Kindred Spirit has moved to 2354 E. Little Creek Road, Norfolk, VA 23518, with a phone number of 757-480-0424. The new location is in a newer strip mall between a Pizza Hut and Dollar General. It’s a little hard to see from the road, but worth the trip.
Mystic Moon, 3365 N. Military Hwy, Norfolk, VA , 757-855-3280
Hours: M 10am-10pm, T-F 10am-9pm, Sat 9am-9pm, Sun 12pm-6pm
This is a big shop, in terms of space, and the way it uses that space is alternately exciting and disappointing.
The building itself is not as well maintained as I would expect. It has a barely-converted-from-industrial feel. There is lots of bare painted concrete, with scrapes in the paint, a thin rug that doesn’t cover the whole floor, and lots of dust. This is not a disaster; if you’re excited about the merchandise, you might not notice at all. But it gave the place an odd, ill-cared-for feeling that seemed unwelcoming to me. It’s not just small details: moderately important things like providing sufficient light in the dressing rooms have been totally neglected.
I do like that they have dressing rooms, and they have a fair selection of clothing, mostly from the Bruja line. This is mostly pseudo-romanticist styles of blouses, gowns, robes, and skirts in a range of colors and easy-care fabrics. Their sizes run small, though, which perhaps accounts for the preponderance of 1X and larger sizes in stock. They also have an odd sprinkling of fetish type clothing and accessories.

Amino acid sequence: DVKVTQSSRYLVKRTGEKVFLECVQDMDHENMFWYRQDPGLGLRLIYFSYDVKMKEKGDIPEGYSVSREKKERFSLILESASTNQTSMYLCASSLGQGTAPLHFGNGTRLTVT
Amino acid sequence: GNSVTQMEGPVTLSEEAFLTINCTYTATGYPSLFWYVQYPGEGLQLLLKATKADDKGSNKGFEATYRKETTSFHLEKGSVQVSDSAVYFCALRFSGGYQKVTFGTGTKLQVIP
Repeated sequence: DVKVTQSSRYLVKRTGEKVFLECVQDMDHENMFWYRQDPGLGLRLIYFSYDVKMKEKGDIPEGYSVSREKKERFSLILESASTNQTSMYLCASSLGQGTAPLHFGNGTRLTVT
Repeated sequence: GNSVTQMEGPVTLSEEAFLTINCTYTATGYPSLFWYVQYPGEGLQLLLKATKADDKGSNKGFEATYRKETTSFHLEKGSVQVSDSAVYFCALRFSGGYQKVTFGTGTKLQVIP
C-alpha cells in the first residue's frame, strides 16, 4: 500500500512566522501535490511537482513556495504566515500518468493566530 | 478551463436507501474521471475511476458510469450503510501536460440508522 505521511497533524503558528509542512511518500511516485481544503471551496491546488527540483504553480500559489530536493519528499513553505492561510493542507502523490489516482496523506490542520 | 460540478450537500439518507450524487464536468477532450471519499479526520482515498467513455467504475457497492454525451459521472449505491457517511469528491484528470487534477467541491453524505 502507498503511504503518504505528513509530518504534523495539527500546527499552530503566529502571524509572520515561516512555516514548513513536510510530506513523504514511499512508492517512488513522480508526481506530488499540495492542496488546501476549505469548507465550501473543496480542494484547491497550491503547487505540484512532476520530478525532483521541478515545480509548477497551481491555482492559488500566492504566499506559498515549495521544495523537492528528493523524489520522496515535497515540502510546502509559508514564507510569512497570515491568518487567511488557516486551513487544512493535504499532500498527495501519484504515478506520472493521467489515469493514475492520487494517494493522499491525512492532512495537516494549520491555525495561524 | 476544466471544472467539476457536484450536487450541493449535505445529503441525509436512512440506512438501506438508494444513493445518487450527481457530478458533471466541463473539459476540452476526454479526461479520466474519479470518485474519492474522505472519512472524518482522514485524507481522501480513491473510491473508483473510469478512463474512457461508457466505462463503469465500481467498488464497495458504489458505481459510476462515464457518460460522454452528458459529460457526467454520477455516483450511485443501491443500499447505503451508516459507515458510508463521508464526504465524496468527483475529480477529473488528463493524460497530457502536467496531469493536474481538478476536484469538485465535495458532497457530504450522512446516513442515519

The rest of the merchandise is eclectic. There are lots and lots and lots of small groups of merchandise that are obviously handmade or sourced from particular small-scale suppliers. This means that a shopper has opportunities to find something unique that can’t be bought anywhere else. For example, they have jewelry and talismans made with Pennsylvania Dutch hex signs, which are fascinating, but there’s also a fair amount of childish-looking Sculpey pieces for sale that just made me cringe.